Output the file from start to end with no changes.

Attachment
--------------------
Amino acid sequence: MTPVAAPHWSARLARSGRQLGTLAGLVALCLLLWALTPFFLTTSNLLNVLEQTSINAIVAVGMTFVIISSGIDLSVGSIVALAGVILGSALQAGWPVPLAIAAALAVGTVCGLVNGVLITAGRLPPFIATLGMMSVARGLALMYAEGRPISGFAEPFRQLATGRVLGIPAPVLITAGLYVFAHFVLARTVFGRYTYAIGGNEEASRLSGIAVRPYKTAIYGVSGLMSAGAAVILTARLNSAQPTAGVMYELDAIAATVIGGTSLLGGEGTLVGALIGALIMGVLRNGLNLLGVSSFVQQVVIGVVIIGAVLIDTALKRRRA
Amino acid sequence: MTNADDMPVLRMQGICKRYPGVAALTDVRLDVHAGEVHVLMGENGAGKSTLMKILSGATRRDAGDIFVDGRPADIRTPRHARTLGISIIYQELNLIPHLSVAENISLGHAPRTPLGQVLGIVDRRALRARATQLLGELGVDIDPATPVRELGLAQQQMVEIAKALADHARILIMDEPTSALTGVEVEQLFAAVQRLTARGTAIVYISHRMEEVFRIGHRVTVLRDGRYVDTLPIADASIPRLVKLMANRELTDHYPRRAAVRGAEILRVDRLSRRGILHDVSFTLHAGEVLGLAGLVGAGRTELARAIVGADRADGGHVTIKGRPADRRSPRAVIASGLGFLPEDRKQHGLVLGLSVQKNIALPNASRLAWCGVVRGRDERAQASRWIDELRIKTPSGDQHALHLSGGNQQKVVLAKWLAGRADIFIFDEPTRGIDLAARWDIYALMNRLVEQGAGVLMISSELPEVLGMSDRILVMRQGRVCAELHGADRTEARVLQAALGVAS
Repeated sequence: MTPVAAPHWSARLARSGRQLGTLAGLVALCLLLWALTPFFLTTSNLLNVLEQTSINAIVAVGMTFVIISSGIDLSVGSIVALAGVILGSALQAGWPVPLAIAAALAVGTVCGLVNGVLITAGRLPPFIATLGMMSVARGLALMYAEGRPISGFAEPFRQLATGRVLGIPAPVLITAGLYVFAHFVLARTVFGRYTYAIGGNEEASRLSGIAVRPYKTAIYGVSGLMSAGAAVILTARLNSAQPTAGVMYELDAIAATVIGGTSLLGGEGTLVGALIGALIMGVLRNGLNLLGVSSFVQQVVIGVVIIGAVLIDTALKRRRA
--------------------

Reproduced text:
Amino acid sequence: MTPVAAPHWSARLARSGRQLGTLAGLVALCLLLWALTPFFLTTSNLLNVLEQTSINAIVAVGMTFVIISSGIDLSVGSIVALAGVILGSALQAGWPVPLAIAAALAVGTVCGLVNGVLITAGRLPPFIATLGMMSVARGLALMYAEGRPISGFAEPFRQLATGRVLGIPAPVLITAGLYVFAHFVLARTVFGRYTYAIGGNEEASRLSGIAVRPYKTAIYGVSGLMSAGAAVILTARLNSAQPTAGVMYELDAIAATVIGGTSLLGGEGTLVGALIGALIMGVLRNGLNLLGVSSFVQQVVIGVVIIGAVLIDTALKRRRA
Amino acid sequence: MTNADDMPVLRMQGICKRYPGVAALTDVRLDVHAGEVHVLMGENGAGKSTLMKILSGATRRDAGDIFVDGRPADIRTPRHARTLGISIIYQELNLIPHLSVAENISLGHAPRTPLGQVLGIVDRRALRARATQLLGELGVDIDPATPVRELGLAQQQMVEIAKALADHARILIMDEPTSALTGVEVEQLFAAVQRLTARGTAIVYISHRMEEVFRIGHRVTVLRDGRYVDTLPIADASIPRLVKLMANRELTDHYPRRAAVRGAEILRVDRLSRRGILHDVSFTLHAGEVLGLAGLVGAGRTELARAIVGADRADGGHVTIKGRPADRRSPRAVIASGLGFLPEDRKQHGLVLGLSVQKNIALPNASRLAWCGVVRGRDERAQASRWIDELRIKTPSGDQHALHLSGGNQQKVVLAKWLAGRADIFIFDEPTRGIDLAARWDIYALMNRLVEQGAGVLMISSELPEVLGMSDRILVMRQGRVCAELHGADRTEARVLQAALGVAS
Repeated sequence: MTPVAAPHWSARLARSGRQLGTLAGLVALCLLLWALTPFFLTTSNLLNVLEQTSINAIVAVGMTFVIISSGIDLSVGSIVALAGVILGSALQAGWPVPLAIAAALAVGTVCGLVNGVLITAGRLPPFIATLGMMSVARGLALMYAEGRPISGFAEPFRQLATGRVLGIPAPVLITAGLYVFAHFVLARTVFGRYTYAIGGNEEASRLSGIAVRPYKTAIYGVSGLMSAGAAVILTARLNSAQPTAGVMYELDAIAATVIGGTSLLGGEGTLVGALIGALIMGVLRNGLNLLGVSSFVQQVVIGVVIIGAVLIDTALKRRRA